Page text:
World Library  
Flag as Inappropriate
Email this Article

Baptist Union of New Zealand

The Baptist Union of New Zealand is an association of Baptist churches in the country of New Zealand.

According to Union statements, they believe "the true humanity and Deity of the Lord Jesus Christ; the atonement made on the cross by our Lord for the sin of the world; the person of the Holy Spirit as the one who sets apart, empowers, and imparts spiritual gifts to the church; the inspiration of the Bible and its authority in all matters of faith and practice; salvation and membership in the Church by faith in Christ alone; membership of the church for the regenerate; [and] the immersion of believers as the scriptural form of water baptism."

Theologically, the Baptist Union member churches are deeply influenced by the charismatic renewal movement, though there is no official position regarding the movement. A study in 1989 indicated that 69% of churches belonging to the Baptist Union identified with the charismatic movement.[1] A smaller portion of member churches are Reformed in doctrine.

The Union supports education through Carey Baptist College in Penrose, Auckland, and Te Whare Amorangi, designed for Maori men and women, in Papatoetoe, Auckland. The Baptist National Centre is the registered office of the Baptist Union of New Zealand, the New Zealand Baptist Missionary Society and Baptist Care Limited, and is located in Penrose.

In 2006, Baptist Union membership included 23,118 baptized believers in 244 churches and fellowships.


  • History 1
  • Prominent New Zealand Baptists 2
  • References 3
  • External links 4


Several Baptists settled in New Zealand in the 1840s, but the first Baptist minister, Decimus Dolamore from Yorkshire, England, did not arrive until May 1851. Dolamore settled in Nelson and was involved in the formation of the first Baptist Church in New Zealand - Nelson Baptist Church - that same year. He was instrumental in obtaining a change in the law to allow Baptist ministers to perform marriage ceremonies; until 1854, only Catholic and Anglican priests were allowed to do so. Dolamore later went to Christchurch and was the first minister for that congregation.[2]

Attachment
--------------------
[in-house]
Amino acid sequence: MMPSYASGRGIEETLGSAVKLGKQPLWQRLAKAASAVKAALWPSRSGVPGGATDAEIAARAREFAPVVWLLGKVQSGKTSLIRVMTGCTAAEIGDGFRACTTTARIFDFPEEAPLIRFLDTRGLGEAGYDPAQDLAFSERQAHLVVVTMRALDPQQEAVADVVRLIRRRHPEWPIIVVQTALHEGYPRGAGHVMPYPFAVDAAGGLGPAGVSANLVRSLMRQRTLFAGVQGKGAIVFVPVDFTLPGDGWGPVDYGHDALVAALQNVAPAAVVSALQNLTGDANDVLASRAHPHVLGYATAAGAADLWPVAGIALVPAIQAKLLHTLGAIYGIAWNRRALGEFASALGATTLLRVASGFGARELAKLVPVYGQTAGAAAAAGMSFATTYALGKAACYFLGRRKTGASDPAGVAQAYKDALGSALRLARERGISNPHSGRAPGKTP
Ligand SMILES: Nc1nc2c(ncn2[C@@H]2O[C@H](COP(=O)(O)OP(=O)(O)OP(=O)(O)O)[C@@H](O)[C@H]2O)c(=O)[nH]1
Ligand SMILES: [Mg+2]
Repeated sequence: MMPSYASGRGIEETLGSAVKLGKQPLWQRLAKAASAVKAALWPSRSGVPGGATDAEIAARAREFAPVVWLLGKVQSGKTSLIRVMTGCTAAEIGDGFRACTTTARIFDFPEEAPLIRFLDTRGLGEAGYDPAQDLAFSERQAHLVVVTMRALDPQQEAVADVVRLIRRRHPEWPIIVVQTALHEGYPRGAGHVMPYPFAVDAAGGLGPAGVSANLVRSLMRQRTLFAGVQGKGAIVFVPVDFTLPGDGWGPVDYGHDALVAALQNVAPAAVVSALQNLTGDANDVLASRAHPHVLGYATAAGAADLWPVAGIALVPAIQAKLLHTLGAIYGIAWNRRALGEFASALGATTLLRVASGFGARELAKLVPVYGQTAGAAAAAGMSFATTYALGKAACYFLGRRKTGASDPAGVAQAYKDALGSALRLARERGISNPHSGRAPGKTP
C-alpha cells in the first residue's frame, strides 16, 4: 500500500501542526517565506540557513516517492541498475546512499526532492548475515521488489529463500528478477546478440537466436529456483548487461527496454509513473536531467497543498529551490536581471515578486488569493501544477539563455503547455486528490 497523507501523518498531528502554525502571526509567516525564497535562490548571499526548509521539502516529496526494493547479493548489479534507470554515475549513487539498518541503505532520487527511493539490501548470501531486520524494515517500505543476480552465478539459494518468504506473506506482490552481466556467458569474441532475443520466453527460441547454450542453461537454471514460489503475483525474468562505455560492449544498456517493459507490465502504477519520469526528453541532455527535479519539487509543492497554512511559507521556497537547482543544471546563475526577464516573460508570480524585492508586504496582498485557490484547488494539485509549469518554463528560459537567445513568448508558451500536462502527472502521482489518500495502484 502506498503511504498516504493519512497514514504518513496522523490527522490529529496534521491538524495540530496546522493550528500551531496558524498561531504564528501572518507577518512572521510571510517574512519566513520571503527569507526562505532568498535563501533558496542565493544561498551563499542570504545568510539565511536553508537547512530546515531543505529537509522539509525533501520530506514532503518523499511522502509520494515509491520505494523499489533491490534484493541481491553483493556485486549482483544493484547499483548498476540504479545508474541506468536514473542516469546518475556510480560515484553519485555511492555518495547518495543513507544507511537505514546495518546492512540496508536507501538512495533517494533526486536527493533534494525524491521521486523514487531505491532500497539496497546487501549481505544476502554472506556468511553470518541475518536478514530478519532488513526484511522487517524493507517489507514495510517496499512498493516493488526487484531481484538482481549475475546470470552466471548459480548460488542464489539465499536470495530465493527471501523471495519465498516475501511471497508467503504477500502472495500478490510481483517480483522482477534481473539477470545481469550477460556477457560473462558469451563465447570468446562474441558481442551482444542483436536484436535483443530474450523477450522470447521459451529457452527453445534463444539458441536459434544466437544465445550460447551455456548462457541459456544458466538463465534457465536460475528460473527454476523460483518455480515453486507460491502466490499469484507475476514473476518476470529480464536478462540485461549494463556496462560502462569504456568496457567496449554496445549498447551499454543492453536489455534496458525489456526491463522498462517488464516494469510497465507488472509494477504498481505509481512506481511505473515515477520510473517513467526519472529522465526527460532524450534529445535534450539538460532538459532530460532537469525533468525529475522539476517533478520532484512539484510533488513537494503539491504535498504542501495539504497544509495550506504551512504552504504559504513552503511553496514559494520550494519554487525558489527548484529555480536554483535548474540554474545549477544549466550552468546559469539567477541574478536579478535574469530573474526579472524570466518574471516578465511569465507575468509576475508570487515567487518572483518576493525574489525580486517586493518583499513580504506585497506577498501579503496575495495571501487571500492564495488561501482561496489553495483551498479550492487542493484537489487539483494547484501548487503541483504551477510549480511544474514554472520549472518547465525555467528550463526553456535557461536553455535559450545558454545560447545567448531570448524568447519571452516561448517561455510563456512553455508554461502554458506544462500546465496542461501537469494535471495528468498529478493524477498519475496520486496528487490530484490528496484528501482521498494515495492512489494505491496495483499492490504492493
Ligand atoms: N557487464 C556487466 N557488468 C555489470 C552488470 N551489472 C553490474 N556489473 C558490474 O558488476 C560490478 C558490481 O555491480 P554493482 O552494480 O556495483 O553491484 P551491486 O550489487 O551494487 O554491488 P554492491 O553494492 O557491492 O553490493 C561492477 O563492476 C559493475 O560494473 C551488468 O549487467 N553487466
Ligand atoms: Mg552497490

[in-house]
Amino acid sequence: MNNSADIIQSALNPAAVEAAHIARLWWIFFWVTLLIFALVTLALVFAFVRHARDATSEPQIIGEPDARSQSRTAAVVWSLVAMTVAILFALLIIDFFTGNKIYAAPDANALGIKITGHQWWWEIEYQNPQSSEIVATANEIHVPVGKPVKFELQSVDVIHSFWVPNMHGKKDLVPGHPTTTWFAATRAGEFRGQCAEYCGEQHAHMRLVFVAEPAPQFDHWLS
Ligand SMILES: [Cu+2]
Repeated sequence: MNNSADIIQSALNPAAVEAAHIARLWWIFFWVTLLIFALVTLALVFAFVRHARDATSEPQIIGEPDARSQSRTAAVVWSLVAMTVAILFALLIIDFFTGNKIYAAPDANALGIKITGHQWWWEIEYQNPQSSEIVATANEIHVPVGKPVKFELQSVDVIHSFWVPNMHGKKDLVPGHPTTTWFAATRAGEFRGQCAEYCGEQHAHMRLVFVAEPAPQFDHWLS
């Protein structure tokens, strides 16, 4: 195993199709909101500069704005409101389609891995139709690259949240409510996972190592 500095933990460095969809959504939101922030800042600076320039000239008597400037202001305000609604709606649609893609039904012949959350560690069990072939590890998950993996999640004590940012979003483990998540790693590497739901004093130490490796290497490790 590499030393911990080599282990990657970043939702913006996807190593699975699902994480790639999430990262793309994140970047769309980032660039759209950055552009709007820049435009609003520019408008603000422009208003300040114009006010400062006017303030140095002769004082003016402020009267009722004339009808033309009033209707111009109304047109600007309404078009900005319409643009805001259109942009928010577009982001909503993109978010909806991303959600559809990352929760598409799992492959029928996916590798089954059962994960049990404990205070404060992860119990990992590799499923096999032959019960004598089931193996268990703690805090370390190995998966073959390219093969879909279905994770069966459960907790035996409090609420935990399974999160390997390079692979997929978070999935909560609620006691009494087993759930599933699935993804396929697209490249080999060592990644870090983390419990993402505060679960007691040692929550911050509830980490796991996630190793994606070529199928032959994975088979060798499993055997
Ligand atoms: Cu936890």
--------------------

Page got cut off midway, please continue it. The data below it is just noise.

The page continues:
The Canterbury Baptist Association was formed in 1874. This association started the New Zealand Baptist magazine, which has been published monthly since January 1881. The Baptist Union of New Zealand was formed at Wellington in October 1882. At that time, there were 22 Baptist churches, with 1,890 members. The New Zealand Baptist Missionary Society was formed at the 1885 conference of the Baptist Union. At the 1891 conference, the Union established a plan to divide the country into four districts - "Otago/Southland" (org. 1892), "Auckland" (org. 1892), "Wellington" Association, and "South Auckland" was formed in 1939. South Auckland was later divided into the "Waikato" Association and the "Bay of Plenty" Association (now Bay of Plenty & Eastland). The "Top of the South" Association was formed in 1990. Some groups were called "auxiliary" and some "association", but in 1957, the term "auxiliary" was dropped in favor of the term "association". There are currently 9 associations.

The Oxford Terrace Baptist Church in Christchurch Central City was damaged in the 2010 Canterbury earthquake and collapsed in the subsequent February 2011 Christchurch earthquake.[3]

Prominent New Zealand Baptists

  • Decimus Dolamore - first Baptist minister in New Zealand
  • Thomas Spurgeon - successful evangelist and son of famous English Baptist preacher, Charles Haddon Spurgeon
  • Charles Dallaston - "the Father of the Baptist Union"


  1. ^
  2. ^
  3. ^
  • A Handful of Grain: The Centenary History of the Baptist Union of New Zealand (Volumes 1-4), by Paul Tonson, J. Ayson Clifford, G. T. Beilby, & S. L. Edgar
  • Baptists Around the World, by Albert W. Wardin, Jr.
  • The Baptist Heritage: Four Centuries of Baptist Witness, by H. Leon McBeth

External links

  • Baptist Churches of New Zealand - official website
This article was sourced from Creative Commons Attribution-ShareAlike License; additional terms may apply. World Heritage Encyclopedia content is assembled from numerous content providers, Open Access Publishing, and in compliance with The Fair Access to Science and Technology Research Act (FASTR), Wikimedia Foundation, Inc., Public Library of Science, The Encyclopedia of Life, Open Book Publishers (OBP), PubMed, U.S. National Library of Medicine, National Center for Biotechnology Information, U.S. National Library of Medicine, National Institutes of Health (NIH), U.S. Department of Health & Human Services, and, which sources content from all federal, state, local, tribal, and territorial government publication portals (.gov, .mil, .edu). Funding for and content contributors is made possible from the U.S. Congress, E-Government Act of 2002.
Crowd sourced content that is contributed to World Heritage Encyclopedia is peer reviewed and edited by our editorial staff to ensure quality scholarly research articles.
By using this site, you agree to the Terms of Use and Privacy Policy. World Heritage Encyclopedia™ is a registered trademark of the World Public Library Association, a non-profit organization.

Copyright © World Library Foundation. All rights reserved. eBooks from Project Gutenberg are sponsored by the World Library Foundation,
a 501c(4) Member's Support Non-Profit Organization, and is NOT affiliated with any governmental agency or department.